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UK retail sales fall 0.2% in fourth quarter - ONS

By Oliver Haill

Date: Friday 18 Jan 2019

UK retail sales fall 0.2% in fourth quarter - ONS

(Sharecast News) - UK retail sales weakened much more than expected at the end of last year, official figures revealed on Friday.
December retail sales excluding fuel fell 1.3% month-on-month, the Office for National Statistics said, worse than the 0.8% decline predicted by economists. Compared to December last year, sales were up 2.6%, versus the average forecast of 3.8%.

A sharp 2.3% monthly decline in sales for non-food shops was the key element to December's slide, driven by lower household goods sales.

The retail sales deflator had plummeted to just 0.6% in December from 1.3% the month before.

November's growth was also revised down by the ONS, with the monthly rate cut to 1% from 1.2% and the year-on-year trimmed to 3.5% from 3.8%. Economists noted that for the past four years, every estimate of monthly growth in November has been revised down over time, while every December estimate has later been revised up.

Averaging out growth for November and December to reduce the volatility associated with Black Friday and Christmas, sales grew by 0.3% on the month, in line with the average for 2018 as a whole. Quarter-on-quarter, growth was down 0.2%.

Including fuel, retail sales were down 0.9% on the month and up 3% on the year, both undershooting market expectations and with the previous months figures also revised down.

Rhian Murphy, ONS head of retail sales, said: "Retail sales fell back slightly in the last three months of 2018 with only petrol stations seeing significant growth.

"Following the increased growth in November, where shoppers snapped up more Black Friday offers as they continue to bring forward their Christmas shopping, retail sales weakened in December."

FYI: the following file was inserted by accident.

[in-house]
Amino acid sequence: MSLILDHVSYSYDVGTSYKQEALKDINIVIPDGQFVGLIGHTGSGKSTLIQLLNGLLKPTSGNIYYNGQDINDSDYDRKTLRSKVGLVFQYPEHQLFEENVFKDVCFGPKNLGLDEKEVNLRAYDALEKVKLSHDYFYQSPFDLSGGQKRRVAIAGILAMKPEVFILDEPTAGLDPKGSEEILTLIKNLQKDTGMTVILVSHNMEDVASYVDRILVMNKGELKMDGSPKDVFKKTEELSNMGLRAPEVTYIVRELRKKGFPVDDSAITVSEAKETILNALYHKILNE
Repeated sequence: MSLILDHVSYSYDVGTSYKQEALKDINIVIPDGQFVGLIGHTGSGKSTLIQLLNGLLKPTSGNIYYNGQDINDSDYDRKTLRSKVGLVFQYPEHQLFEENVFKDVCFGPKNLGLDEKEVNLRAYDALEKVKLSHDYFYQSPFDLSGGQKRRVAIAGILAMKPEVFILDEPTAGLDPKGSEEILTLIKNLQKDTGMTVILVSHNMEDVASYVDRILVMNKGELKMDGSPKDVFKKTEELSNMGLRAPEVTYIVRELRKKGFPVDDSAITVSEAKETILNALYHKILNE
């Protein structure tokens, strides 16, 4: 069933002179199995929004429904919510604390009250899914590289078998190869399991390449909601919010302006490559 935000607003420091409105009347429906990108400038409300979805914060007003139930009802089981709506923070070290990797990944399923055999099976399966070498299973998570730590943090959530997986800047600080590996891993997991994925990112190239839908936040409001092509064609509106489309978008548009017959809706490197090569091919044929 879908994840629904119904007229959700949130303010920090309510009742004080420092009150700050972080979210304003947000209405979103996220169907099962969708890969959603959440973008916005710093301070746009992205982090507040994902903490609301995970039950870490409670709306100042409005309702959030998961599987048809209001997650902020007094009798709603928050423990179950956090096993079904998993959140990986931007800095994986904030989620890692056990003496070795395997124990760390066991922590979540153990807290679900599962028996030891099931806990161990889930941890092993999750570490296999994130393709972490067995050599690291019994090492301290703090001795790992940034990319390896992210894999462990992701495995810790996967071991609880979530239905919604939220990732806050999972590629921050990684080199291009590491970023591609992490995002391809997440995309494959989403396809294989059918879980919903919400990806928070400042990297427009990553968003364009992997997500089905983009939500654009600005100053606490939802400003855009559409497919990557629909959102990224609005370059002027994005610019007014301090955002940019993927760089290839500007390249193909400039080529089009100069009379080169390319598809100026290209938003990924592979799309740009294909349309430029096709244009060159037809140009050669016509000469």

Quarterly growth down 0.2% was in line with forecasts of total consumer spending growth falling to 0.3% in the fourth quarter, said economist Thomas Pugh at Capital Economics.

He said the fall in non-food sales was mostly due to the unwinding of the Black Friday boost - "but it could also be evidence that Brexit uncertainty is starting to weigh on consumer spending" and was anyway partially offset by an increase in the volume of fuel sold as fuel prices continued to fall.

"With inflation continuing to fall back - note that the retail sales deflator plunged from 1.3% in November to just 0.6% - and pay growth on the up, there should be scope for consumer spending growth to gather some momentum further ahead once a Brexit deal has been finalised."

Sam Tombs at Pantheon Macroeconomics said December's decline largely reflects the seasonal adjustment process failing to update fully for the new pattern of spending generated by Black Friday, which has dragged more pre-Christmas shopping forward to November.

Looking through the volatility in the numbers, Tombs said it was "clear that retailers have had a tough start to the year", with quarter-on-quarter sales volumes down 0.2%. "That drop is not unprecedented - volumes fell by 0.3% in Q1- and it follows two quarters of strong growth, but it nonetheless suggests that consumers have tightened their purse strings amid rising concerns about Brexit."

With consumer spending surveys showing significant deterioration in the fourth quarter, this suggests the story is one of overall weakness, Tombs added, which could pick up quickly this year if inflation falls further and if politicians make progress on Brexit. "But that relief may come too late to save some traditional high street retailers whose finances are under severe pressure from both near-term weakness in consumers' spending and the continued shift in spending online."


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